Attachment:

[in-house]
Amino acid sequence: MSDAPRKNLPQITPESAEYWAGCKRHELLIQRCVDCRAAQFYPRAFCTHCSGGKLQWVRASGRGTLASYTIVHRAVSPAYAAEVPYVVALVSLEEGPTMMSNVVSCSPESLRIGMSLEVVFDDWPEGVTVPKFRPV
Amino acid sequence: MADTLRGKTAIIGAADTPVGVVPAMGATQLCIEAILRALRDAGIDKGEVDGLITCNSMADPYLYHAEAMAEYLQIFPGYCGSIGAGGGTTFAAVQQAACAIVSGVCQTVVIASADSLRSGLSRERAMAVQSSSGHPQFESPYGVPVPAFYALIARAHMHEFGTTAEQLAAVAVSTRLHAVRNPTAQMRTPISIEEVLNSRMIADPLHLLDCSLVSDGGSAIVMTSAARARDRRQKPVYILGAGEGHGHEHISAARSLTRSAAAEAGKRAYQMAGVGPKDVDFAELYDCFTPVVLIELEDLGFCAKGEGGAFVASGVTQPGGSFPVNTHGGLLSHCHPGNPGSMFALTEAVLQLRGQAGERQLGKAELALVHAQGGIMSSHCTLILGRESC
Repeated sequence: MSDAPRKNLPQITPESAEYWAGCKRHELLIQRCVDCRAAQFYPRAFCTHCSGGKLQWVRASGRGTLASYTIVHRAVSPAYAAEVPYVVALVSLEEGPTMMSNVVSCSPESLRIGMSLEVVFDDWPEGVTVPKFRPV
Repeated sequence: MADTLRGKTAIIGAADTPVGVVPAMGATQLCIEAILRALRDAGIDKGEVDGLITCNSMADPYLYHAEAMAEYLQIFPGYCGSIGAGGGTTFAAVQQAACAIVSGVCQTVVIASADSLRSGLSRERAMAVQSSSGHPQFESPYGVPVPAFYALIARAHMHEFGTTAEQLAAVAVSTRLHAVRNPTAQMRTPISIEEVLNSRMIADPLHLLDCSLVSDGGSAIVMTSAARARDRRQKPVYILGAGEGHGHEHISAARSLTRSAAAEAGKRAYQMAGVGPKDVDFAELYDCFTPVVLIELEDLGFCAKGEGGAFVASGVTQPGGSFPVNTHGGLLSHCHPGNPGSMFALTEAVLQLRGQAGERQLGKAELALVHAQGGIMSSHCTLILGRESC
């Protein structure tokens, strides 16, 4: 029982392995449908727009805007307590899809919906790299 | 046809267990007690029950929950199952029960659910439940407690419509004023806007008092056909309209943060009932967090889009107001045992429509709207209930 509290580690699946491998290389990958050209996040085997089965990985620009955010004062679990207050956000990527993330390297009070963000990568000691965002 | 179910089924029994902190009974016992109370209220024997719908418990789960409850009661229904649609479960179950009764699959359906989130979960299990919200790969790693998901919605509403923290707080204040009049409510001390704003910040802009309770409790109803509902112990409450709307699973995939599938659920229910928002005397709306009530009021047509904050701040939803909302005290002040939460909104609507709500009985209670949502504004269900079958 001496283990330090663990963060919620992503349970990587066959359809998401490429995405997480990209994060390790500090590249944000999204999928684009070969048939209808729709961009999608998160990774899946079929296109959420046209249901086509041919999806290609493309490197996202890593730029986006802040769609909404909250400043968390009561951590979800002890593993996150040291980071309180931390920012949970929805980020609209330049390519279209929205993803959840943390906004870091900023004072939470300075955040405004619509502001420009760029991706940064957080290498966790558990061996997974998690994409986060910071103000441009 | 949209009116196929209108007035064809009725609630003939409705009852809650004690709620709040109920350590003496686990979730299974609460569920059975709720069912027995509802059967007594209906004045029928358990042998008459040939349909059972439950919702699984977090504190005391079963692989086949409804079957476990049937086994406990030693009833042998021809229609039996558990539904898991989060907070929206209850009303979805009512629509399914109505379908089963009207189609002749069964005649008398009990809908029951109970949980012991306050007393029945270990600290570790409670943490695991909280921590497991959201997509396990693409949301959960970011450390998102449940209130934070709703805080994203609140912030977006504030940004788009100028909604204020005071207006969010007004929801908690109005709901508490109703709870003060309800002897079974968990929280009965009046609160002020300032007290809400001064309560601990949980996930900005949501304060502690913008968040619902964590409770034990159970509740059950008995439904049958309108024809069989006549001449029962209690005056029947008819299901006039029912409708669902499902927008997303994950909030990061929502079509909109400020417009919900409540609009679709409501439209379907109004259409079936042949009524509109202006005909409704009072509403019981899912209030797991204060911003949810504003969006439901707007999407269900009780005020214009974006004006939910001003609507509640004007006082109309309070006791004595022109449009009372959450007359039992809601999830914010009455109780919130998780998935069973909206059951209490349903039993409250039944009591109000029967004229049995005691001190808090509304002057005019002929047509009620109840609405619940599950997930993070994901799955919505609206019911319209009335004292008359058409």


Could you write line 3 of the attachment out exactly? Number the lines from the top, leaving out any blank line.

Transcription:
Amino acid sequence: MADTLRGKTAIIGAADTPVGVVPAMGATQLCIEAILRALRDAGIDKGEVDGLITCNSMADPYLYHAEAMAEYLQIFPGYCGSIGAGGGTTFAAVQQAACAIVSGVCQTVVIASADSLRSGLSRERAMAVQSSSGHPQFESPYGVPVPAFYALIARAHMHEFGTTAEQLAAVAVSTRLHAVRNPTAQMRTPISIEEVLNSRMIADPLHLLDCSLVSDGGSAIVMTSAARARDRRQKPVYILGAGEGHGHEHISAARSLTRSAAAEAGKRAYQMAGVGPKDVDFAELYDCFTPVVLIELEDLGFCAKGEGGAFVASGVTQPGGSFPVNTHGGLLSHCHPGNPGSMFALTEAVLQLRGQAGERQLGKAELALVHAQGGIMSSHCTLILGRESC